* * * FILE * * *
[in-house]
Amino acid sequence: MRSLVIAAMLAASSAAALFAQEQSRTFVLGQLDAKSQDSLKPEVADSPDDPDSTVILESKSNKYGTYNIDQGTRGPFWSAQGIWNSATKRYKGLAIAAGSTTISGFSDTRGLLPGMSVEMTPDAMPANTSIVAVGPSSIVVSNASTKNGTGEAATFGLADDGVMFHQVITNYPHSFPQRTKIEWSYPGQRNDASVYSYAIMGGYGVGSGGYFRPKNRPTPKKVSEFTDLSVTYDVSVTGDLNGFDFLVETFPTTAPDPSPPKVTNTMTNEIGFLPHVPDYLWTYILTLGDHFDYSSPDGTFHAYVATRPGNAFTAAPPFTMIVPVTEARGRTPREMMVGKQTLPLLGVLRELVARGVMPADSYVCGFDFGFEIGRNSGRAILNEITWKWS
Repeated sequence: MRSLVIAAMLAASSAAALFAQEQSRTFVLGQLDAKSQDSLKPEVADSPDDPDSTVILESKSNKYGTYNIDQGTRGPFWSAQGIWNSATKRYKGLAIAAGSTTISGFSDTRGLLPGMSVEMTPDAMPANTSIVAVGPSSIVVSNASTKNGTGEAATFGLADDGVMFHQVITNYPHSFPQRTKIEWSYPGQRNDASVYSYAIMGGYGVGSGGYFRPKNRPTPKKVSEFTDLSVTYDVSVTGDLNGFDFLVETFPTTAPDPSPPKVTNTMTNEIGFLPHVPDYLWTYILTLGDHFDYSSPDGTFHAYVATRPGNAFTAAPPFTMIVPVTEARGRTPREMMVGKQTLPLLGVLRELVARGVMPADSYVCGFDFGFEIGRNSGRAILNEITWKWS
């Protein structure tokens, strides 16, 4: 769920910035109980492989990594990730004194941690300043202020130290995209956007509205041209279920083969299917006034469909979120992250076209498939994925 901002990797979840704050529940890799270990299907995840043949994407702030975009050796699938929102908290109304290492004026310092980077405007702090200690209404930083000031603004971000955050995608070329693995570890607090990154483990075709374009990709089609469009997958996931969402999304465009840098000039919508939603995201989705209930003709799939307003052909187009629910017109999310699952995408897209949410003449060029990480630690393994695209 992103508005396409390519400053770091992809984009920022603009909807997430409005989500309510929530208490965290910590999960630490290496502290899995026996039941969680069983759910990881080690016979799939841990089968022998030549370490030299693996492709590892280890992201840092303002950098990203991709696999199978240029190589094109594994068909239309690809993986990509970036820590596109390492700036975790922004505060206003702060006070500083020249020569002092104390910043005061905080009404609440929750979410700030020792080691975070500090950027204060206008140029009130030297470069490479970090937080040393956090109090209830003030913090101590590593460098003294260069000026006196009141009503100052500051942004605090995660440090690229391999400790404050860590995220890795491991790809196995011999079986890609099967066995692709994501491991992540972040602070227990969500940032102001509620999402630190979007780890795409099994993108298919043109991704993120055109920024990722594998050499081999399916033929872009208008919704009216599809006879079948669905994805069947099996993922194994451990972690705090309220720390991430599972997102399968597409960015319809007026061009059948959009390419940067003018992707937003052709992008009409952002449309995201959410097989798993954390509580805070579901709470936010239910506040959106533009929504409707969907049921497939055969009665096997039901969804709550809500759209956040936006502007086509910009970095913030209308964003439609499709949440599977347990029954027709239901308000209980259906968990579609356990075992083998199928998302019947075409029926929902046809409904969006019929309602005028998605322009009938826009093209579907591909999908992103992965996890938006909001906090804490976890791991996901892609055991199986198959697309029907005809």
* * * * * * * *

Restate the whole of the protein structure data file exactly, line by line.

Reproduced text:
[in-house]
Amino acid sequence: MRSLVIAAMLAASSAAALFAQEQSRTFVLGQLDAKSQDSLKPEVADSPDDPDSTVILESKSNKYGTYNIDQGTRGPFWSAQGIWNSATKRYKGLAIAAGSTTISGFSDTRGLLPGMSVEMTPDAMPANTSIVAVGPSSIVVSNASTKNGTGEAATFGLADDGVMFHQVITNYPHSFPQRTKIEWSYPGQRNDASVYSYAIMGGYGVGSGGYFRPKNRPTPKKVSEFTDLSVTYDVSVTGDLNGFDFLVETFPTTAPDPSPPKVTNTMTNEIGFLPHVPDYLWTYILTLGDHFDYSSPDGTFHAYVATRPGNAFTAAPPFTMIVPVTEARGRTPREMMVGKQTLPLLGVLRELVARGVMPADSYVCGFDFGFEIGRNSGRAILNEITWKWS
Repeated sequence: MRSLVIAAMLAASSAAALFAQEQSRTFVLGQLDAKSQDSLKPEVADSPDDPDSTVILESKSNKYGTYNIDQGTRGPFWSAQGIWNSATKRYKGLAIAAGSTTISGFSDTRGLLPGMSVEMTPDAMPANTSIVAVGPSSIVVSNASTKNGTGEAATFGLADDGVMFHQVITNYPHSFPQRTKIEWSYPGQRNDASVYSYAIMGGYGVGSGGYFRPKNRPTPKKVSEFTDLSVTYDVSVTGDLNGFDFLVETFPTTAPDPSPPKVTNTMTNEIGFLPHVPDYLWTYILTLGDHFDYSSPDGTFHAYVATRPGNAFTAAPPFTMIVPVTEARGRTPREMMVGKQTLPLLGVLRELVARGVMPADSYVCGFDFGFEIGRNSGRAILNEITWKWS
């Protein structure tokens, strides 16, 4: 769920910035109980492989990594990730004194941690300043202020130290995209956007509205041209279920083969299917006034469909979120992250076209498939994925 901002990797979840704050529940890799270990299907995840043949994407702030975009050796699938929102908290109304290492004026310092980077405007702090200690209404930083000031603004971000955050995608070329693995570890607090990154483990075709374009990709089609469009997958996931969402999304465009840098000039919508939603995201989705209930003709799939307003052909187009629910017109999310699952995408897209949410003449060029990480630690393994695209 992103508005396409390519400053770091992809984009920022603009909807997430409005989500309510929530208490965290910590999960630490290496502290899995026996039941969680069983759910990881080690016979799939841990089968022998030549370490030299693996492709590892280890992201840092303002950098990203991709696999199978240029190589094109594994068909239309690809993986990509970036820590596109390492700036975790922004505060206003702060006070500083020249020569002092104390910043005061905080009404609440929750979410700030020792080691975070500090950027204060206008140029009130030297470069490479970090937080040393956090109090209830003030913090101590590593460098003294260069000026006196009141009503100052500051942004605090995660440090690229391999400790404050860590995220890795491991790809196995011999079986890609099967066995692709994501491991992540972040602070227990969500940032102001509620999402630190979007780890795409099994993108298919043109991704993120055109920024990722594998050499081999399916033929872009208008919704009216599809006879079948669905994805069947099996993922194994451990972690705090309220720390991430599972997102399968597409960015319809007026061009059948959009390419940067003018992707937003052709992008009409952002449309995201959410097989798993954390509580805070579901709470936010239910506040959106533009929504409707969907049921497939055969009665096997039901969804709550809500759209956040936006502007086509910009970095913030209308964003439609499709949440599977347990029954027709239901308000209980259906968990579609356990075992083998199928998302019947075409029926929902046809409904969006019929309602005028998605322009009938826009093209579907591909999908992103992965996890938006909001906090804490976890791991996901892609055991199986198959697309029907005809």